This allows protection of documents across their entire lifecycle: At rest, in motion, and in use. Other Information Security technologies might only protect files at rest. Classical file server security can enforce access rights. However, once a user has access, he can do with that file whatever he wants to do. Other technologies protect the file transfer. But all of them fail in securing information across the entire lifecycle. That is where Information Rights Management comes into play.
Information Rights Management – more important than ever before
Information Rights Management (IRM) is more important than ever before. An increasing number of attacks against both on-premise and Cloud IT infrastructures and the uncertainty and concerns regarding the access of governmental agencies to data sent over the Internet and held in the Cloud are driving the need for better Information Security approaches that protect information throughout their lifecycle. In addition, there is an ever-growing number of regulations regarding Privacy, the protection of Intellectual Properties, etc.
Information Rights Management is the logical solution for these challenges, as long as documents are concerned, because – as mentioned above – it protects information at rest, in motion, and in use. This depends on the types of applications, requiring applications with built-in support for Information Rights Management or workarounds that at least inhibit certain operations such as printing.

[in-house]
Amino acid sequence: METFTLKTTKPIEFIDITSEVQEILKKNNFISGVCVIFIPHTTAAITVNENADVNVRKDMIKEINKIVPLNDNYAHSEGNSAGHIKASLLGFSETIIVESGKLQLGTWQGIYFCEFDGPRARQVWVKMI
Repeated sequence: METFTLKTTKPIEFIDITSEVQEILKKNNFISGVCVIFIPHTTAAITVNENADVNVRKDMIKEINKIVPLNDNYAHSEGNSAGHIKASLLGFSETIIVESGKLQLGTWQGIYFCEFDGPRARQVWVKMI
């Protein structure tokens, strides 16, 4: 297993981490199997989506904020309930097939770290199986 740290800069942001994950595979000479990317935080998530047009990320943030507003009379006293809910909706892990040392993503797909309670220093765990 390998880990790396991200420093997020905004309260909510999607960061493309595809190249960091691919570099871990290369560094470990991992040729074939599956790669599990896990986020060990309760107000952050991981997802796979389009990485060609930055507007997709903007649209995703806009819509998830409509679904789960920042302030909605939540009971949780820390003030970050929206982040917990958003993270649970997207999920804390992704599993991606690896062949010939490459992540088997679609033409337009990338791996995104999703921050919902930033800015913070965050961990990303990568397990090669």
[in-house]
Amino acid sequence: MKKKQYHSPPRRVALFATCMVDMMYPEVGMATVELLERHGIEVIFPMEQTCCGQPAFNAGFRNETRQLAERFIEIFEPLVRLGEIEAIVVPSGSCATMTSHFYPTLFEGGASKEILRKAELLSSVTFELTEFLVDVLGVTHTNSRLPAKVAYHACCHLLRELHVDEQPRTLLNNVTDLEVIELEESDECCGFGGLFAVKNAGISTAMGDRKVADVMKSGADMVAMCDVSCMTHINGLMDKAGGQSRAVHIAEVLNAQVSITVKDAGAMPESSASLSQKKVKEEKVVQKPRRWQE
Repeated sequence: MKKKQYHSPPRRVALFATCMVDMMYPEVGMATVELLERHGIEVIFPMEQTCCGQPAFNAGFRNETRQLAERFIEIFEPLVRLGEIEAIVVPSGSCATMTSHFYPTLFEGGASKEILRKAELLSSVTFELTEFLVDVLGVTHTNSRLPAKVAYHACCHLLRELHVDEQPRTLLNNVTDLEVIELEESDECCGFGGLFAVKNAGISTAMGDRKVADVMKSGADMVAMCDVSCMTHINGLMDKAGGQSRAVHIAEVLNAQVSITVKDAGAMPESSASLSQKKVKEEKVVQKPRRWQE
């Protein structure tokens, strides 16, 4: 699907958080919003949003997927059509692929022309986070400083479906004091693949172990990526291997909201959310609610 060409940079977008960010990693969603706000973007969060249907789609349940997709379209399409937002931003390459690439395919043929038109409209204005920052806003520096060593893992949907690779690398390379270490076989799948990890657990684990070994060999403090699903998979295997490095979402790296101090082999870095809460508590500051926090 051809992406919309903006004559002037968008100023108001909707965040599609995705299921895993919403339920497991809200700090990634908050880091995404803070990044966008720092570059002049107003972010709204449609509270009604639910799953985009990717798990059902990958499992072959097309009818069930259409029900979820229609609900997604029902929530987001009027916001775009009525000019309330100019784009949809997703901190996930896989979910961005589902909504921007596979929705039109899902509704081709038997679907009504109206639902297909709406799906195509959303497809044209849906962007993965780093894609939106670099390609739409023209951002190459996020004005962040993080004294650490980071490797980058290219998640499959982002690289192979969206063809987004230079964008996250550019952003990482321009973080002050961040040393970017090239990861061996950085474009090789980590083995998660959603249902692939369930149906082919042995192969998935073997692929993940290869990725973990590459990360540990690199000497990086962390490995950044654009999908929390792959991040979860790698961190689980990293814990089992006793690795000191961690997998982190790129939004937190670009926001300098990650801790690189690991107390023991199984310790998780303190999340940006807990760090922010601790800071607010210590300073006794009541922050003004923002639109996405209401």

Clearly, Information Rights Management also has its limits. The person photographing the screen still can bypass security. However, using Information Rights Management on a large scale would mean a big step forward for Information Security.
IRM: Not new – so why haven’t we already seen a breakthrough?
Given that IRM is such a logical approach to use for improving Information Security, the obvious question is: Why don’t we already use it? There are several offerings from various vendors, but we are far away from widespread adoption.
There are many reasons for that. The most important ones, so far, have been a lack of broad support for various file formats and applications, issues in dealing with external users that need to consume information, and the complexity of implementation. There have been other challenges, but these three are the most relevant ones.
Microsoft to remove the IRM inhibitors